Q: Are there any examples of past print innovation which you would like to remind publishers about?

A: I think with any piece of print, it is an opportunity to wow your reader. In magazines, there are many ways to do this but personally I love to see publishers maximising the opportunities they already have rather than necessarily introducing extra components. For me, with the cover, you can really engage the reader from the first thing that they see. If you increase the cover to a 6pp roll fold, an 8pp gatefold or even a barn door cover, then if executed properly with strong and striking imagery, this can be really eye catching and engaging.

There is something quite immersive about an expanding piece of print that bursts beyond the constraints of the A4 page dimension it is supposed to be limited to. Luxury brands do this very well with watches, cars, even golf clubs and if you’re a print nerd like me then you find yourself unfolding and folding these multiple times.

Roll outs and expanding pieces of print do not need to be limited to just the covers and you can bind in similar pieces between the magazine text sections. The main thing is that it sticks in the memory and creates a feeling. Should you embark on doing something like this, it may seem daunting at first and there are some technical properties you do have to adhere to in order to guarantee success. Again, talk to your printer early and describe not only what you want but the experience you want to create. They have the expertise and will be able to help you.

Q: If you had a new publishing client, completely new to the world of print, what advice would you give them?

A: The main piece of advice I would offer is to take time and understand all of the steps in the supply chain. Also keep an open mind before deciding on what the size, format, paper and finish of the magazine is to look like. All too often, new publishers know the content they would like to share with their potential readers but are already too fixed on how they would like things to look without knowing whether it is scalable to the size of the market or whether it fits the needs of reaching that market.

It is not about stifling creativity as everyone wants to see the best possible looking magazine with the highest possible production values, but if you let aesthetics overrule the practicalities of say the postage system or the racks that the magazines are going to be displayed in, that will be costly and lead to waste within your circulation.

So, it is important to research the market and get expert opinion from multiple suppliers at each step, including design, editorial, advertising, print and distribution. Then evaluate the pros and cons of each supplier and how they interact with the other parts of the supply chain.

Don’t be afraid to put designers, printers and distributors together at the concept stage to flush out any potential failings before they happen and when you’ve shortlisted a printer, ask to talk to some of their publishers in similar markets. Ask them what that printer does well, what they don’t do well and how they have helped them along their print journey.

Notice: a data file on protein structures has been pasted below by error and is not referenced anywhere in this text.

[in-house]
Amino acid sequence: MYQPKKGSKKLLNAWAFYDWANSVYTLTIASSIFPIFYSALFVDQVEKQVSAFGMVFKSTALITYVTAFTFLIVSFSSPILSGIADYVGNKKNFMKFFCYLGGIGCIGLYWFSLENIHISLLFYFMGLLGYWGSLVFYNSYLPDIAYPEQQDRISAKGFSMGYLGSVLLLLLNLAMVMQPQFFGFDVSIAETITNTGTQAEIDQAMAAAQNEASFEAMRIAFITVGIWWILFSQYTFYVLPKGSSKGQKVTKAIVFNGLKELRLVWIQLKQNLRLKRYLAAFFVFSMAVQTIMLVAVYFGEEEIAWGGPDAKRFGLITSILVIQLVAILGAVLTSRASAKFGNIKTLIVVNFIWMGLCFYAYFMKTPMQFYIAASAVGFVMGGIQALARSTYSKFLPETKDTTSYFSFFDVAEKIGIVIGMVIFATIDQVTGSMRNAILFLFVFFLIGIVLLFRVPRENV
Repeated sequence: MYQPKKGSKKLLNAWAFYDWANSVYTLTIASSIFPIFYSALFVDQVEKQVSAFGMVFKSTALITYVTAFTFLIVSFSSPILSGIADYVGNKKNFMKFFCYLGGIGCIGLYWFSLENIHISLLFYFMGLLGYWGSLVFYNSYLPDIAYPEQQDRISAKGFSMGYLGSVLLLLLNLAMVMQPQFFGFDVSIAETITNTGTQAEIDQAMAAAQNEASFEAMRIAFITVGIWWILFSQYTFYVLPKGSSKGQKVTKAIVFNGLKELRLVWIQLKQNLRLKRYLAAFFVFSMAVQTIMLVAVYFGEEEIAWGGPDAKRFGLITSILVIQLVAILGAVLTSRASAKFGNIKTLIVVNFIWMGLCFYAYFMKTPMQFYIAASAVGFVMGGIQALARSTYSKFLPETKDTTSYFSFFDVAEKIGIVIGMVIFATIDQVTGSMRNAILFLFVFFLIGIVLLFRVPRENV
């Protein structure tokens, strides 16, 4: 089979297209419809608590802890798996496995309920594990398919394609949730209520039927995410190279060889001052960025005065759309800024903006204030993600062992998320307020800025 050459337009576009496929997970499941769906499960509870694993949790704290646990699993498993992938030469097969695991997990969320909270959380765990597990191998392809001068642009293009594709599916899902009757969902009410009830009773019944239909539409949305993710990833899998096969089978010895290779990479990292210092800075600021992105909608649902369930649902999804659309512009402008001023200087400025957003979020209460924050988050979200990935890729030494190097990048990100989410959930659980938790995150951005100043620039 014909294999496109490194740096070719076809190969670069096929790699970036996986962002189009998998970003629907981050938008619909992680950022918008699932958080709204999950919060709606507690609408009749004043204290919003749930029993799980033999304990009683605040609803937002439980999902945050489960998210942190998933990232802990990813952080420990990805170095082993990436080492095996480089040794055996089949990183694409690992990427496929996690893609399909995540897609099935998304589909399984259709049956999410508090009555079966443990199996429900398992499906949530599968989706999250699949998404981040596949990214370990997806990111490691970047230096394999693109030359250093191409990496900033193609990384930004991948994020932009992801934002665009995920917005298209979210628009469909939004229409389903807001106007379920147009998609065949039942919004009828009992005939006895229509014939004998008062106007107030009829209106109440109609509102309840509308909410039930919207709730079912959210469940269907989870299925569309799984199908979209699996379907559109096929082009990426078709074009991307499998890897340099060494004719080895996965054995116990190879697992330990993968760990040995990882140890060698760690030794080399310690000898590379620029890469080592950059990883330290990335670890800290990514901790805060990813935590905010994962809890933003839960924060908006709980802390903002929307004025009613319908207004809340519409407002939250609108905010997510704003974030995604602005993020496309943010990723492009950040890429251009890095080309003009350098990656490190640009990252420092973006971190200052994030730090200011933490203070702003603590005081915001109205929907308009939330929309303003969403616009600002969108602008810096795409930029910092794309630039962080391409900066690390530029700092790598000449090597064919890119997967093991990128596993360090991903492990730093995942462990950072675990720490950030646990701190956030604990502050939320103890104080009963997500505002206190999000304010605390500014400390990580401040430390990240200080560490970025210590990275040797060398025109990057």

Collaboration is key and achieving efficiency at all steps is vital to ensure that you have a magazine that not only looks fantastic and meets all your expectations, but it can thrive in the best of times and survive the challenging times too.

Q: You attended Drupa recently in Dusseldorf. What excited you?

A: Despite having now worked in print for 28 years, this was my first visit to Drupa, and I was blown away with the enormity of the show. We had several specific things we wanted to talk to suppliers about, but what I was keen to explore in general was how the industry was using greater automation.

As an industry, we have been facing rising labour costs for some time. To keep print competitive against all the other possible marketing mediums, I feel we need to be paid for the craft, expertise and advice that we offer when helping publishers create stunning pieces of print, but to make it financially sustainable, we need to replace the nonskilled but essential processes like packing and palletising with more efficient solutions.

It is fair to say that DRUPA didn’t disappoint in this respect and there were robots everywhere! These robots were feeding sheets, transporting print between the press and the binder and palletising final finished copies. Whilst many of the items were more simplistic than what we offer, it holds promise for greater efficiency in the future. The other observation was that even with the pieces of printing technology we are most familiar with, like sheetfed presses for our cover production, the new launch models look so much more compact and polished in their appearance. The speed at which these new presses operate and the exceptional, near instant colour that can be achieved with very limited human intervention is going to offer magazine publishers better printing quality with much less waste incurred.

Q: What’s in the pipeline from Acorn Web Offset?

A: Whilst there is undeniable market decline, we are busy on quite a few fronts and feeling positive about the outlook. We recently launched our new website so are applying the final tweaks to that. There are several new monthly magazines starting with us in August, so we are getting prepared for on boarding these successfully. One of our sustainability actions was to install voltage optimisation and that is now rewarding us with decent reductions in electric consumption and carbon output. Our latest install of a robotic arm on the saddle stitchers is now into live production and whilst this is working well, we are addressing some teething issues with this new technology.

About us

Acorn Web Offset is a specialist printer of A4 and A5 multi-pagination magazines. Established over 45 years and operating from arguably one of the UK’s lowest cost production facilities, we currently produce over 300 titles. We support over 90 publishers, providing low-cost magazine print in a no fuss friendly way, with guaranteed on time delivery.



Twitter: @AcornWebOffset